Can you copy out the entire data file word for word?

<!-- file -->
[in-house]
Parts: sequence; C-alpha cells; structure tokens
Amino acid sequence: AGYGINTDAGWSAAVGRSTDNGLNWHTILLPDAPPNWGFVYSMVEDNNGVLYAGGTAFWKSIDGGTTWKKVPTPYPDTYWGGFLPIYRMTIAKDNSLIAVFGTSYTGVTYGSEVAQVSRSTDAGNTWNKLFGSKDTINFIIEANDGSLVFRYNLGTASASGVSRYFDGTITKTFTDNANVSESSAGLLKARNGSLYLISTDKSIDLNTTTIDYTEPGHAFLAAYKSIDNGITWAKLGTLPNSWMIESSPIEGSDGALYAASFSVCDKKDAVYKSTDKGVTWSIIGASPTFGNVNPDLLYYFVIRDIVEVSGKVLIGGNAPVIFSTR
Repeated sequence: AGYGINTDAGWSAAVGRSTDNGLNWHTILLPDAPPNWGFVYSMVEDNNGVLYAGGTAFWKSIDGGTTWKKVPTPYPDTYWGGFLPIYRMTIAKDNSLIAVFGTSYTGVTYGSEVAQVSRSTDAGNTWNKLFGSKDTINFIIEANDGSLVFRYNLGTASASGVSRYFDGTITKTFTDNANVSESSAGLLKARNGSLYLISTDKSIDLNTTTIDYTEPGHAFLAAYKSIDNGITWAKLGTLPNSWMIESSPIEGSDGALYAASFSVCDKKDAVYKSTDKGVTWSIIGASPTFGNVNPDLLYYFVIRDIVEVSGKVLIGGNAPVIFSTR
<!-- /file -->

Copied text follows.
[in-house]
Parts: sequence; C-alpha cells; structure tokens
Amino acid sequence: AGYGINTDAGWSAAVGRSTDNGLNWHTILLPDAPPNWGFVYSMVEDNNGVLYAGGTAFWKSIDGGTTWKKVPTPYPDTYWGGFLPIYRMTIAKDNSLIAVFGTSYTGVTYGSEVAQVSRSTDAGNTWNKLFGSKDTINFIIEANDGSLVFRYNLGTASASGVSRYFDGTITKTFTDNANVSESSAGLLKARNGSLYLISTDKSIDLNTTTIDYTEPGHAFLAAYKSIDNGITWAKLGTLPNSWMIESSPIEGSDGALYAASFSVCDKKDAVYKSTDKGVTWSIIGASPTFGNVNPDLLYYFVIRDIVEVSGKVLIGGNAPVIFSTR
Repeated sequence: AGYGINTDAGWSAAVGRSTDNGLNWHTILLPDAPPNWGFVYSMVEDNNGVLYAGGTAFWKSIDGGTTWKKVPTPYPDTYWGGFLPIYRMTIAKDNSLIAVFGTSYTGVTYGSEVAQVSRSTDAGNTWNKLFGSKDTINFIIEANDGSLVFRYNLGTASASGVSRYFDGTITKTFTDNANVSESSAGLLKARNGSLYLISTDKSIDLNTTTIDYTEPGHAFLAAYKSIDNGITWAKLGTLPNSWMIESSPIEGSDGALYAASFSVCDKKDAVYKSTDKGVTWSIIGASPTFGNVNPDLLYYFVIRDIVEVSGKVLIGGNAPVIFSTR